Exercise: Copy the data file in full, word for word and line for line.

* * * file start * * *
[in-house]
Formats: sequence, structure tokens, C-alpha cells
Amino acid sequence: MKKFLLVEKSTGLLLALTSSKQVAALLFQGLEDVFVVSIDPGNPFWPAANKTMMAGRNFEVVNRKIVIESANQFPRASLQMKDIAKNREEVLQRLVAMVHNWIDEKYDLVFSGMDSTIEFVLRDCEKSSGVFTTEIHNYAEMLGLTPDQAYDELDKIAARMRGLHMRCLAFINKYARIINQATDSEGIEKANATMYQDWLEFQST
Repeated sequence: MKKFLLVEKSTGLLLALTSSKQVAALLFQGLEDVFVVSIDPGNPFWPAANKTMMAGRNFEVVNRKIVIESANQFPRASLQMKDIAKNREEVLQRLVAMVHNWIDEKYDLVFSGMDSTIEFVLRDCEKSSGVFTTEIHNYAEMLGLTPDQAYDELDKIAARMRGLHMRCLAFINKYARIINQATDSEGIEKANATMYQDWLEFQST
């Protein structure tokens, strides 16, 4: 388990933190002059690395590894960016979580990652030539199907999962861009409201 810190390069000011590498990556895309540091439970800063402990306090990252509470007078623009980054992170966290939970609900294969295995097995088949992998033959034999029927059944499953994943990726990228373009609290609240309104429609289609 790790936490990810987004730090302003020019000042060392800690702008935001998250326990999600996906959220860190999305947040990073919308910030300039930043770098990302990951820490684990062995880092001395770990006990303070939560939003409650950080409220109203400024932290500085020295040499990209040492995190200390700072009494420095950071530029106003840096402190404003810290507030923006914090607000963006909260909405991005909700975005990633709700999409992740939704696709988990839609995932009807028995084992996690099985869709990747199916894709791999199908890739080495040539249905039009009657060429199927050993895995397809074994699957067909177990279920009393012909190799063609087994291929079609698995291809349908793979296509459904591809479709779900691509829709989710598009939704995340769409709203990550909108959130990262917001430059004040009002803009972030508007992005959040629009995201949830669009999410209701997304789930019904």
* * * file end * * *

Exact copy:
[in-house]
Formats: sequence, structure tokens, C-alpha cells
Amino acid sequence: MKKFLLVEKSTGLLLALTSSKQVAALLFQGLEDVFVVSIDPGNPFWPAANKTMMAGRNFEVVNRKIVIESANQFPRASLQMKDIAKNREEVLQRLVAMVHNWIDEKYDLVFSGMDSTIEFVLRDCEKSSGVFTTEIHNYAEMLGLTPDQAYDELDKIAARMRGLHMRCLAFINKYARIINQATDSEGIEKANATMYQDWLEFQST
Repeated sequence: MKKFLLVEKSTGLLLALTSSKQVAALLFQGLEDVFVVSIDPGNPFWPAANKTMMAGRNFEVVNRKIVIESANQFPRASLQMKDIAKNREEVLQRLVAMVHNWIDEKYDLVFSGMDSTIEFVLRDCEKSSGVFTTEIHNYAEMLGLTPDQAYDELDKIAARMRGLHMRCLAFINKYARIINQATDSEGIEKANATMYQDWLEFQST
């Protein structure tokens, strides 16, 4: 388990933190002059690395590894960016979580990652030539199907999962861009409201 810190390069000011590498990556895309540091439970800063402990306090990252509470007078623009980054992170966290939970609900294969295995097995088949992998033959034999029927059944499953994943990726990228373009609290609240309104429609289609 790790936490990810987004730090302003020019000042060392800690702008935001998250326990999600996906959220860190999305947040990073919308910030300039930043770098990302990951820490684990062995880092001395770990006990303070939560939003409650950080409220109203400024932290500085020295040499990209040492995190200390700072009494420095950071530029106003840096402190404003810290507030923006914090607000963006909260909405991005909700975005990633709700999409992740939704696709988990839609995932009807028995084992996690099985869709990747199916894709791999199908890739080495040539249905039009009657060429199927050993895995397809074994699957067909177990279920009393012909190799063609087994291929079609698995291809349908793979296509459904591809479709779900691509829709989710598009939704995340769409709203990550909108959130990262917001430059004040009002803009972030508007992005959040629009995201949830669009999410209701997304789930019904």